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Meet Our Team: Emily Larimer, Hospital Liaison

We sat down with Hospital Liaison, Emily Larimer to learn more about her experience as a soldier, Registered Nurse, donor mother and now a partner with the VA in her role at LifeSource. Her work has been a benefit to Veterans in western South Dakota and to donation and transplantation overall.

Tell us a bit about yourself.

I grew up in Michigan on Lake Huron in a family of 7. I attended Bethel University in St Paul, MN as my parents had both grown up on MN (Buffalo Lake and Worthington). I was a part of a social justice committee and graduated with a BA in Sociology. As part of a college student exchange, I had the chance to visit Beijing China the year prior to the clash at Tiananmen Square.

While in school, I met my husband Kayne. Shortly after graduating we started our family and we both decided to join the military. 

What experience did you gain from being in the US Army Reserve?

I strengthened as a person in the military, learning disciplines in soldiering. I experienced the benefit of the getting up early lifestyle. Following basic training, I set off to language school in Monterey, CA to learn Russian.  The language and mission experience were exceptional. 

Shortly after training, I was stationed as a system analyst in a military intelligence battalion in Eagan, MN where my husband and I served on weekends. 

After that, we moved to South Dakota, and no longer served as reservists.

What inspired you to become a Registered Nurse?

While homeschooling our (at the time) three young children on a farm in South Dakota, I worked nights at a local nursing home as a nurse assistant to help meet family budget.  Being with the elderly and with those suffering from dementia, I felt overwhelming compassion for the human soul of the aging. The meaning of caring for this vulnerable population filled my cup and I thought, why not pursue nursing?  When the time was right, I applied and was accepted at South Dakota State University and juggled family, school, and work. I graduated from this program at the ripe age of 40.

Tell us about your previous role in Veterans Affairs (VA).

In nursing school, I was granted an internship for the summer at the VA in Hot Springs, SD. Thus, my journey teaming with the VA began. My appreciation was immediate, I heard heroic stories and woeful tales while sitting at patient’s bedside. My basic training was not identical to theirs, but we had many similar experiences. I was given firsthand opinions of history and current trends all while having the privilege of placing IVs, offering medications and giving treatments. A year plus later, I applied to work for the VA. I was hired and became a full-fledged RN on the medical surgical unit at Fort Meade. Later, I transitioned to the Intensive Care Unit where I became familiar with critical care and emergent interventions.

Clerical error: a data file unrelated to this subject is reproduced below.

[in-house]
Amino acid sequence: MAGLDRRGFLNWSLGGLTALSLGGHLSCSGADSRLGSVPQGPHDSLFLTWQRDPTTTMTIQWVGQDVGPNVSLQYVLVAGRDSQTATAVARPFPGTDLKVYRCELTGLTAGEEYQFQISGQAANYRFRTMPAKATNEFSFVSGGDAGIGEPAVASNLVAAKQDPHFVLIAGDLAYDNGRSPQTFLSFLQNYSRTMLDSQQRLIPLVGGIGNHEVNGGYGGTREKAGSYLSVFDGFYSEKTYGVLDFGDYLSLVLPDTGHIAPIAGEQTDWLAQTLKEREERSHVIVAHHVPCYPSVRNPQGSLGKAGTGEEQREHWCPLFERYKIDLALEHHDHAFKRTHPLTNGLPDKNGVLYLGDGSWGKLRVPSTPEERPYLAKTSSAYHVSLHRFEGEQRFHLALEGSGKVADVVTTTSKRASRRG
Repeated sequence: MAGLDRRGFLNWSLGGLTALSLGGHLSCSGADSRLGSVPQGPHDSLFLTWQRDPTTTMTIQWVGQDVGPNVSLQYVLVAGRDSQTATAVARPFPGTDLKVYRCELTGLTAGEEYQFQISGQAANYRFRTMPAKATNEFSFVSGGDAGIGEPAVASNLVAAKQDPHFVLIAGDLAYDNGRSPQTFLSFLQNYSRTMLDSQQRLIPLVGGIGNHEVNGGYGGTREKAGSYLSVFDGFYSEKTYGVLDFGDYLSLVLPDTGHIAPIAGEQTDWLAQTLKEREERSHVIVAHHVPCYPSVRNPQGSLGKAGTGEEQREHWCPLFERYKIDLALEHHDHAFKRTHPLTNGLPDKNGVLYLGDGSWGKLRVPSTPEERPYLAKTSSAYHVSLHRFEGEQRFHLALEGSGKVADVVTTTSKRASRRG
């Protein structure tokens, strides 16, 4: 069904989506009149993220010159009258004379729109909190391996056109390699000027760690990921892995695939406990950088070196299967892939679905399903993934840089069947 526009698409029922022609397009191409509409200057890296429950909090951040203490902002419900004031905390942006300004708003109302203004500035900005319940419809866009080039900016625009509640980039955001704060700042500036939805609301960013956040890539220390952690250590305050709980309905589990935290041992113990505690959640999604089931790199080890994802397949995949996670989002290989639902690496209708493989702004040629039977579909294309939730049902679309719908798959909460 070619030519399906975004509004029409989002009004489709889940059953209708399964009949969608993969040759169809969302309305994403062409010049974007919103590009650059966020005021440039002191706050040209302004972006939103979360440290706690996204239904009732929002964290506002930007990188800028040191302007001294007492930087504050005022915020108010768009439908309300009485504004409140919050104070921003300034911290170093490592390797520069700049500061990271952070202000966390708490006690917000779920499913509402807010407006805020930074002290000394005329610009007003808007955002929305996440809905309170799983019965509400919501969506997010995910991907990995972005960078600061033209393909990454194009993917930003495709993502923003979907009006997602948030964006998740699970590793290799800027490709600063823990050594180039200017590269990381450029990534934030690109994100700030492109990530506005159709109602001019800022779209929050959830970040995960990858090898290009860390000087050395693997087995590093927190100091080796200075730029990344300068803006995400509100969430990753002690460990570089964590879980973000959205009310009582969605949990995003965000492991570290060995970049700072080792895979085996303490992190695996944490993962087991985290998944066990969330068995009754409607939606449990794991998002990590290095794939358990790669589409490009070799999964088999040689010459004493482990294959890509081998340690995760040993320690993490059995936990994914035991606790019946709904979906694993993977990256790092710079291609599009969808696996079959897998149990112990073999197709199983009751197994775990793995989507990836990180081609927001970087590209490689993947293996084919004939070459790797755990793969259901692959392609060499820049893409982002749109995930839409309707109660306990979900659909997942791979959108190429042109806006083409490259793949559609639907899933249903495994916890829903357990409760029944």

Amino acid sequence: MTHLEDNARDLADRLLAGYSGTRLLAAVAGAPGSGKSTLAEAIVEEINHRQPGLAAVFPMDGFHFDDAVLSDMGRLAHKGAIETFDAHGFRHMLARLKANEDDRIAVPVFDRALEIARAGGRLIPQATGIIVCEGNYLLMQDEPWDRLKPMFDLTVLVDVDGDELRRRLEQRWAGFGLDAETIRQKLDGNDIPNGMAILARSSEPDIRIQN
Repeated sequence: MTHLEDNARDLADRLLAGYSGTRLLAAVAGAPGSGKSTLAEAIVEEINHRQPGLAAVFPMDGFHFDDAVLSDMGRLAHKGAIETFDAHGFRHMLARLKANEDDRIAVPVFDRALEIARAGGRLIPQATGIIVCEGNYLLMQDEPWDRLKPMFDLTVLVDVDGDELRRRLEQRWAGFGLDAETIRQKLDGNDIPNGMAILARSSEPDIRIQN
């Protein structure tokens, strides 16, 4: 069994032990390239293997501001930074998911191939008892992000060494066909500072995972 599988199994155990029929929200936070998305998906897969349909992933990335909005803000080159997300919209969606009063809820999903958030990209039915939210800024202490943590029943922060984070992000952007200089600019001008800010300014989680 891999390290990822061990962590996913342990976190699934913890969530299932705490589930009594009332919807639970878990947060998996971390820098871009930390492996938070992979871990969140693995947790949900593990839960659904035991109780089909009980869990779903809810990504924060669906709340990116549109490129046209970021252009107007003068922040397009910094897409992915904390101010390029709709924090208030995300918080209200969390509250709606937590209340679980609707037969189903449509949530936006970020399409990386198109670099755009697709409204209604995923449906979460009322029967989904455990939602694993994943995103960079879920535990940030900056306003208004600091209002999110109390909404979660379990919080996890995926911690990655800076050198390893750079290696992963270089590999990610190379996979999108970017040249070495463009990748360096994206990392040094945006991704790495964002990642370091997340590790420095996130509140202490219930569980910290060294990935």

With the support of family and VA scholarships, I completed my Masters of Science in Nursing and was hired into the education department where I grew as a nurse through topics of simulation, implementing orientation, preceptorships, and American Heart Association (AHA) courses.

How did you become connected to LifeSource? 

In 2015, still avidly focused in my VA nursing role, my youngest son -18 years old at the time- Nehemiah, was in a terrible accident.  He was on a scooter and had been hit in an intersection. My husband and I rushed to the scene and accompanied the ambulance to Monument Health Rapid City Hospital. There, he was cared for diligently, but regardless of the critical interventions was diagnosed as brain dead the following day. After this diagnosis, we were thoughtfully updated that Nehemiah had checked the box on his driver’s license to be a donor. My husband also recalled a conversation with Nehemiah six months prior and his verbal confirmation to be a donor on his license. It was during these sensations of shock, grief and hope for a miracle, that we first met LifeSource and were walked gently through the organ and eye donation process.